Institut Jean Nicod

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Doc’in Nicod


Séminaire doctoral et postdoctoral de l’Institut Jean-Nicod. 

Doc’in Nicod est un séminaire bihebdomadaire, ouvert au public, qui donne l’occasion aux jeunes chercheurs, doctorants et post-doctorants de l’IJN de recevoir un retour sur leurs travaux en cours de la part de leurs collègues étudiants diplômés et chercheurs de l’Institut. Chaque session sera commentée par un chercheur de l’IJN.

Lieu : Salle de réunion de l’Institut Jean-Nicod, ENS, 29 rue d’Ulm, 75005 Paris

Contact : Armando Lavalle ou Hualin Xiao



Sessions Passées



Merel Semeijn (University of Groningen)

"Interactive fiction and breaking the fourth wall"

7 Décembre, de 12h à 13h30

Commentateur : Ori Simchen

Philosophers of fiction often take fiction novels (e.g. the Sherlock Holmes novels) as their primary examples of fiction. Recently, however, some have voiced dissatisfaction with this focus. The concern is that a comprehensive philosophy of fiction should also pay attention to other types of fiction practices such as paintings, comic books, movies, theatre, pretend play, LARPing, (video) games, etc. In this talk, I will present plans for future research. I want to explore whether and how concepts, analyses, and insights from my Ph.D. research (which also focused mostly on fiction novels) might be extended to other types of fiction practices. After giving an overview of possible research directions I will, in the second part of the talk, focus on one potential project. I will discuss the phenomenon of breaking the fourth wall (something that is typically found in theatre or film), i.e. when a character in some fiction somehow makes reference to the fictionality of the world that they are in. I will propose an analysis of breaking the fourth wall as ‘fictional metafictional statements’.


Hugo Hogenbirk (University of Groningen)

"Currie and Le Poidevin at the Arcades : A case for presentism in game fictions"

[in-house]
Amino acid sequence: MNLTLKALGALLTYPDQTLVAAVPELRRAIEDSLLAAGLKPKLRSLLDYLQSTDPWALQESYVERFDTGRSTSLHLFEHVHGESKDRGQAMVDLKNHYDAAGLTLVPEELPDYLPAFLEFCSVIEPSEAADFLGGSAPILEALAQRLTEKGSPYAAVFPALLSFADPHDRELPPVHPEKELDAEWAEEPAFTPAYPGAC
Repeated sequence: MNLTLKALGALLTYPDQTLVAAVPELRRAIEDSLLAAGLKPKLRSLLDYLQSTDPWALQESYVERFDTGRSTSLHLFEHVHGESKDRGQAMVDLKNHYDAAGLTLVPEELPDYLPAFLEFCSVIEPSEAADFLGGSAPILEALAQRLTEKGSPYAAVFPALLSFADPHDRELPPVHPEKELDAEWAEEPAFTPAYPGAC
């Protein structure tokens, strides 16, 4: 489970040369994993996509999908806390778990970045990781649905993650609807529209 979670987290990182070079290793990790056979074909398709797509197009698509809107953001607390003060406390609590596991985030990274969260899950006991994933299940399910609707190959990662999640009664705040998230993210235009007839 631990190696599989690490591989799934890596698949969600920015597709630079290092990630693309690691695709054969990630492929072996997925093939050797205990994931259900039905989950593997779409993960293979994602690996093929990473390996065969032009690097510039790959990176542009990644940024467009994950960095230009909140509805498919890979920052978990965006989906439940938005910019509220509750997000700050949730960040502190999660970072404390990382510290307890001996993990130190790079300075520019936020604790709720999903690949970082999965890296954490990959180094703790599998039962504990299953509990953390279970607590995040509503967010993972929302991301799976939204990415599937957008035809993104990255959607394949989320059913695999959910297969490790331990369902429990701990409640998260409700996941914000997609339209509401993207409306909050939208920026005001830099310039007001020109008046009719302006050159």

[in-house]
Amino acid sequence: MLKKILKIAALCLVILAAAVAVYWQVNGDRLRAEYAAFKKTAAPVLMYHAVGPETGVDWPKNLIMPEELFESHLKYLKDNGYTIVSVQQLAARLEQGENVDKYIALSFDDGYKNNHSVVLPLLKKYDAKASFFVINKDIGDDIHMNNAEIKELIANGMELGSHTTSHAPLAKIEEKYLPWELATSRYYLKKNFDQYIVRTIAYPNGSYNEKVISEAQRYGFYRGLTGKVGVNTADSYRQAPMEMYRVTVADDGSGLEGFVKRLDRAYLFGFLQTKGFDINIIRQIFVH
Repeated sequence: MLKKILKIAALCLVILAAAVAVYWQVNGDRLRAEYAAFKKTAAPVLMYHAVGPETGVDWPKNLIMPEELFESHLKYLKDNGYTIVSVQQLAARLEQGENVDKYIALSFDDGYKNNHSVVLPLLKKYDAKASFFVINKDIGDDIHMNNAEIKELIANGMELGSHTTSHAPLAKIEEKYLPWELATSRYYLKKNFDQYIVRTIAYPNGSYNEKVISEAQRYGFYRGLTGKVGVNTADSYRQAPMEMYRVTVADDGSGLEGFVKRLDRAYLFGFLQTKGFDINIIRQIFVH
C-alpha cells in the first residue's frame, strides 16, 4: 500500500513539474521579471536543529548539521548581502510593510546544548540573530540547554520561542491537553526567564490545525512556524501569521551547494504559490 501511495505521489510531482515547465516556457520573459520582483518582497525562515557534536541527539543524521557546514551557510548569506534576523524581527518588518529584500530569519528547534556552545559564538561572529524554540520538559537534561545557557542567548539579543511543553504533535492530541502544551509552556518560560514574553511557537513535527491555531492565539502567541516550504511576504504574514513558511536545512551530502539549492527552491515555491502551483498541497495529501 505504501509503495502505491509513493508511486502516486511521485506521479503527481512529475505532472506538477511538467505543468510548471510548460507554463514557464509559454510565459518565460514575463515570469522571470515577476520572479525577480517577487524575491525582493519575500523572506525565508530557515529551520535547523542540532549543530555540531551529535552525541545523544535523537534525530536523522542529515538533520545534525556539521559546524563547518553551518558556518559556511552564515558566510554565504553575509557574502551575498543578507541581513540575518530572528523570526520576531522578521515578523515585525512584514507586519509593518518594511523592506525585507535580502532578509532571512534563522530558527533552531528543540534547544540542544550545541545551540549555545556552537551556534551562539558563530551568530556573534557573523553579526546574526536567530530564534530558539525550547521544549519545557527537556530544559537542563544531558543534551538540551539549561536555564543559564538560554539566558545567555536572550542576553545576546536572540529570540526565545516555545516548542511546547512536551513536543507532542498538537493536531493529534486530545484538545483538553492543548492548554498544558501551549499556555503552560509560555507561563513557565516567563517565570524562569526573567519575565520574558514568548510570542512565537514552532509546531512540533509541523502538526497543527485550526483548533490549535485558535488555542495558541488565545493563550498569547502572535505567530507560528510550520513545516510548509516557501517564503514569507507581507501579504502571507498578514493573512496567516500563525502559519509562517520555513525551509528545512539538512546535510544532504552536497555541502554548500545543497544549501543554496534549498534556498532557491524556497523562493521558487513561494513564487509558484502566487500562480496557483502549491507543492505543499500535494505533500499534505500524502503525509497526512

7 Décembre, de 15h30 à 17h

Commentateur : Jérôme Pelletier

In this talk I argue that game fictions differ from other types of fiction in what the metaphysical status of these fiction’s timelines is. It has been argued that fictional timelines should be understood as a B-series of events (Currie 1992, Le Poidevin 1988/2001). However, I argue video game fiction’s timelines are best understood as an A-series. The now of the player and the now of the fiction coincide ; a view dubbed presentism. The now of the player ties directly into the fictional now because the player is not only shown a fiction, but is also (in their own now) influencing this fiction. Against presentism, Currie (1992) levies cases of anachrony (flash-backs/flash-forwards). Against this I argue that games exhibit only quasi-anachrony, and I identify 3 particular types of quasi-anachrony. Le Poidevin (2001) argues there are occurrences in fiction that imply the closedness of the fictional future (and thus its B-series nature). Against this I argue that there are similarly occurrences of phenomena in game fictions that suggest an open future. The article closes by suggesting that the object of fictional truths of games should be indexed on playthroughs (Willis 2019) and that this is best understood as made possible by a relation of ’co-authoring’.